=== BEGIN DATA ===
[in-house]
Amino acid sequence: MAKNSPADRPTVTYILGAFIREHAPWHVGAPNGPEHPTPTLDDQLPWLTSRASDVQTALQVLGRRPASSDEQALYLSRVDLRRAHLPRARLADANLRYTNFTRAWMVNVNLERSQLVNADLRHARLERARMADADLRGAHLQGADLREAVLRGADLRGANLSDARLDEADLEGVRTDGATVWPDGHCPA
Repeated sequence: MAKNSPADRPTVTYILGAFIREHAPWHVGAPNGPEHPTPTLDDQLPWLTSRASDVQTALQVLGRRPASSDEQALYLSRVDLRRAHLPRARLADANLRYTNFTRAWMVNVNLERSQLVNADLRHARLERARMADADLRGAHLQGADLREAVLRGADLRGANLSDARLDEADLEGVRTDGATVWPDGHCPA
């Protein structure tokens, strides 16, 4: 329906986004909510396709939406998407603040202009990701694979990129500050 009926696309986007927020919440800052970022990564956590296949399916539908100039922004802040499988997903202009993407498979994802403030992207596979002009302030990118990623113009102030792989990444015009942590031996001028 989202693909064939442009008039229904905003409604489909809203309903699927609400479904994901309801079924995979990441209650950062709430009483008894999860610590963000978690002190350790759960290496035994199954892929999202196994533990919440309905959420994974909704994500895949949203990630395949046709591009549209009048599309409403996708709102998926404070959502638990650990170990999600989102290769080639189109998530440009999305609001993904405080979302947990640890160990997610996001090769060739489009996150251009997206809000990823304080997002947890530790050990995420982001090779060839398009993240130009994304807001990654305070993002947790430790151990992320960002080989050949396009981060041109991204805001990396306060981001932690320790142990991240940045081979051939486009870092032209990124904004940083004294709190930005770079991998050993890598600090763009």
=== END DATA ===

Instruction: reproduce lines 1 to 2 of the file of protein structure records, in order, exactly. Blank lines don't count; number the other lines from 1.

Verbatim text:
[in-house]
Amino acid sequence: MAKNSPADRPTVTYILGAFIREHAPWHVGAPNGPEHPTPTLDDQLPWLTSRASDVQTALQVLGRRPASSDEQALYLSRVDLRRAHLPRARLADANLRYTNFTRAWMVNVNLERSQLVNADLRHARLERARMADADLRGAHLQGADLREAVLRGADLRGANLSDARLDEADLEGVRTDGATVWPDGHCPA